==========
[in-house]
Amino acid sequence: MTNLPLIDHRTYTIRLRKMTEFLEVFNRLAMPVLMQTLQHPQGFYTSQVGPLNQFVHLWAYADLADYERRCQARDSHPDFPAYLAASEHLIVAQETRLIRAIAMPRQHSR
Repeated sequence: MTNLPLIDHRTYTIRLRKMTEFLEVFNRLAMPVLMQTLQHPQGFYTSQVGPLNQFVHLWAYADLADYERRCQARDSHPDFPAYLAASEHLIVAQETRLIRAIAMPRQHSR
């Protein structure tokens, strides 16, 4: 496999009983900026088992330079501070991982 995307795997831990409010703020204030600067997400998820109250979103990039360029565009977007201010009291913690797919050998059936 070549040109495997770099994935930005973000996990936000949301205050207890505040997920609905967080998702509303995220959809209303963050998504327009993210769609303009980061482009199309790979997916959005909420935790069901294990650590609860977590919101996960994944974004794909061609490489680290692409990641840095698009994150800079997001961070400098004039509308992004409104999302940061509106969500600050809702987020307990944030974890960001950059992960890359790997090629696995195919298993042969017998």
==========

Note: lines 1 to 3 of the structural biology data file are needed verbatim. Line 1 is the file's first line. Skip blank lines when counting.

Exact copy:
[in-house]
Amino acid sequence: MTNLPLIDHRTYTIRLRKMTEFLEVFNRLAMPVLMQTLQHPQGFYTSQVGPLNQFVHLWAYADLADYERRCQARDSHPDFPAYLAASEHLIVAQETRLIRAIAMPRQHSR
Repeated sequence: MTNLPLIDHRTYTIRLRKMTEFLEVFNRLAMPVLMQTLQHPQGFYTSQVGPLNQFVHLWAYADLADYERRCQARDSHPDFPAYLAASEHLIVAQETRLIRAIAMPRQHSR